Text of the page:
Water is very much on the minds of Californians after six years of drought. Fragile Waters celebrates this precious, essential resource and encourages dialogue about water conservation. One hundred and seventeen black-and-white photographs by three artists whose works span a century create a powerful collective statement. The exhibition will feature thirty-seven works by Adams— including rarely seen historic images from his family’s private collection—along with photographs by Ernest H. Brooks II and Dorothy Kerper Monnelly.
This exhibition is an experiment. Your Mind, This Moment: art and the practice of attention presents works of art as objects of meditation. With input from an advisory group of artists who are also meditators, the gallery will be designed as an intimate space that encourages quietude. Short guided audio meditations, created for this occasion by Bay Area mindfulness teachers, will be available for visitors. Related public programs will offer an array of opportunities to explore the intersection between the practice of looking and the increasingly widespread practice of mindfulness meditation.
As consumers, we are often oblivious to the humans who perform the hard, physical work that brings food to our tables. One champion of this labor force, the United Farm Workers (UFW), has fought for the rights of migrant farm labor since 1962. San Jose was home to the UFW’s founder, the well-known activist Cesar Chavez. In the fifth installment of SJMA’s exhibition series “Beta Space,” artist Victor Cartagena will collaborate with the Salinas chapter of the United Farm Workers Foundation to create new work that will spotlight the lives and stories of the people who help feed populations across the United States.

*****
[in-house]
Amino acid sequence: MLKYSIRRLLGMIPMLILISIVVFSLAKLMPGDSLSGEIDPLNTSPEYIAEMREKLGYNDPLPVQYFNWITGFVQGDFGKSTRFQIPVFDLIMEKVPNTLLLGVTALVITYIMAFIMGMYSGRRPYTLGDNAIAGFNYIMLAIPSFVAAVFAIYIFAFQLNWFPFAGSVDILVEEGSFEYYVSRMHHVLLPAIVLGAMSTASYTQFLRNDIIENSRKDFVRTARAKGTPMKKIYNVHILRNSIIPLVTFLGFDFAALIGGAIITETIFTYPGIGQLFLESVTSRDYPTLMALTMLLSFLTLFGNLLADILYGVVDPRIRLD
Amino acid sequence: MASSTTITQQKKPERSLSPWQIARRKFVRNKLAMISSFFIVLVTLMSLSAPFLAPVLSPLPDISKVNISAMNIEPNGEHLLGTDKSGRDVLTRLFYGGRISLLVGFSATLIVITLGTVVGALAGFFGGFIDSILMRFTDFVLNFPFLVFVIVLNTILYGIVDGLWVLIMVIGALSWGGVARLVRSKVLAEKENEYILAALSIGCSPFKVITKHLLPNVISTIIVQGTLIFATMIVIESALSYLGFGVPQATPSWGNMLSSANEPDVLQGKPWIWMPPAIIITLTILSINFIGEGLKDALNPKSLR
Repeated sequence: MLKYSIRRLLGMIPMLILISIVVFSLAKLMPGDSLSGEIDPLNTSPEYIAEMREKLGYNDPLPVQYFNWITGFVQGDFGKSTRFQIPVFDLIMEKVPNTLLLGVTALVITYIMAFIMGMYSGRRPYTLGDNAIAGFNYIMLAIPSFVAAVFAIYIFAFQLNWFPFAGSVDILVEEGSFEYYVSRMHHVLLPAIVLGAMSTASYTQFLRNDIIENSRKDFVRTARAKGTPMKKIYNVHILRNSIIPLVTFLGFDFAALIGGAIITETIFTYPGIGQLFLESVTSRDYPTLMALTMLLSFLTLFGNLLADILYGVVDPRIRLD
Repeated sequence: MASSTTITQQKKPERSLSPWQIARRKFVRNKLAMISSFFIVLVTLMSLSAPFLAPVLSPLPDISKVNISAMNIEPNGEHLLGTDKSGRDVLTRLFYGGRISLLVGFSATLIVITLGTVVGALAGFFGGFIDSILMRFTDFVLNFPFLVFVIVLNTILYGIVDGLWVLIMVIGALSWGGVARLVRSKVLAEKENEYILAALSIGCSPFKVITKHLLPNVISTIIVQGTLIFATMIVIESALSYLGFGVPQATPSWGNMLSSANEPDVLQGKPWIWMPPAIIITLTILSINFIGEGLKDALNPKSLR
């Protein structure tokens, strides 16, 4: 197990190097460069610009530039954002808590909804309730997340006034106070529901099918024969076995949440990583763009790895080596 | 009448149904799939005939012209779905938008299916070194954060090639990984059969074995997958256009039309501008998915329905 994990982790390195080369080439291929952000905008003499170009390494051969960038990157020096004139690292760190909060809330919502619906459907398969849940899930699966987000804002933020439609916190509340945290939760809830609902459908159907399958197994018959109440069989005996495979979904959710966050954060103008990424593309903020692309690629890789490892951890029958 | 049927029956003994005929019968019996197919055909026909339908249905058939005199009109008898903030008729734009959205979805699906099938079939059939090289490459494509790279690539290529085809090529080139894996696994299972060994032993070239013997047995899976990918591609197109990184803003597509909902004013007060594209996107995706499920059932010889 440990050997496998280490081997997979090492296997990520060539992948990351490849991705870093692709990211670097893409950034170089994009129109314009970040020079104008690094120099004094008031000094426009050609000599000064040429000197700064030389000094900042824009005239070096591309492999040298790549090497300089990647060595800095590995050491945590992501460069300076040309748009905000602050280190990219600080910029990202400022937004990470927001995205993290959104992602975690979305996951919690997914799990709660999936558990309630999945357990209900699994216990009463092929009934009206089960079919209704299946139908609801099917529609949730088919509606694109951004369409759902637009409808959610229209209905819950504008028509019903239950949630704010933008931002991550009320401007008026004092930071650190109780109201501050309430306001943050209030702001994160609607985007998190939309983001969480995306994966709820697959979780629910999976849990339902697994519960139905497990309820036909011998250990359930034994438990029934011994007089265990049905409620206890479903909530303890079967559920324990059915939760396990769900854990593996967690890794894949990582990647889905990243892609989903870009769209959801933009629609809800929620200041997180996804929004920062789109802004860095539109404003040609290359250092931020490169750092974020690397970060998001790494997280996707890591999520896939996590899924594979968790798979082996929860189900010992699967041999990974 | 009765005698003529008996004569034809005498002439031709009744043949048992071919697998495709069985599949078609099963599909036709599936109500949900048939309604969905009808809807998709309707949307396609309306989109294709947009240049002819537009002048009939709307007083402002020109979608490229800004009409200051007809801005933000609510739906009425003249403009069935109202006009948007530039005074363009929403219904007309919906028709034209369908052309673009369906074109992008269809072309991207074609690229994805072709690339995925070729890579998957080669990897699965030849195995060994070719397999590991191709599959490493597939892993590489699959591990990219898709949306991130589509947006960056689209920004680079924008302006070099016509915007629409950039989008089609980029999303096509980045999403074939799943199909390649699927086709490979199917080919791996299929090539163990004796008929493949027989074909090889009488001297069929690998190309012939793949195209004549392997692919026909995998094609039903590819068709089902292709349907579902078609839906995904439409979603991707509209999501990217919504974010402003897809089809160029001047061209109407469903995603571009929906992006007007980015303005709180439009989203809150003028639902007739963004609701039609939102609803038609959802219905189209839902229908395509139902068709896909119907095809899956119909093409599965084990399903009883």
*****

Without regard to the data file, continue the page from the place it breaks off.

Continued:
Diana Al-Hadid is fascinated by boundaries, where something begins and ends. How do we define a space—be it architectural, sculptural, or experiential? Drawing on a panoply of art-historical and scientific references, she explores the space between two-dimensional mark-making and three-dimensional sculpture, the imagined and the real, interior and exterior, belonging and alienation, the ruin and the yet-to-be-completed.
At first thought, artistic and scientific practice might seem unrelated: one is focused on expression, the other on data. Yet the similarities between the way artists and scientists work far outweigh their differences. The scientist’s laboratory and the artist’s studio are places where learning is achieved through open-ended inquiry, a never-ending cycle of thinking and doing, and the belief that failure is an inherent part of the process. This exhibition celebrates artists represented in SJMA’s permanent collection who thrive at the interface between art and science.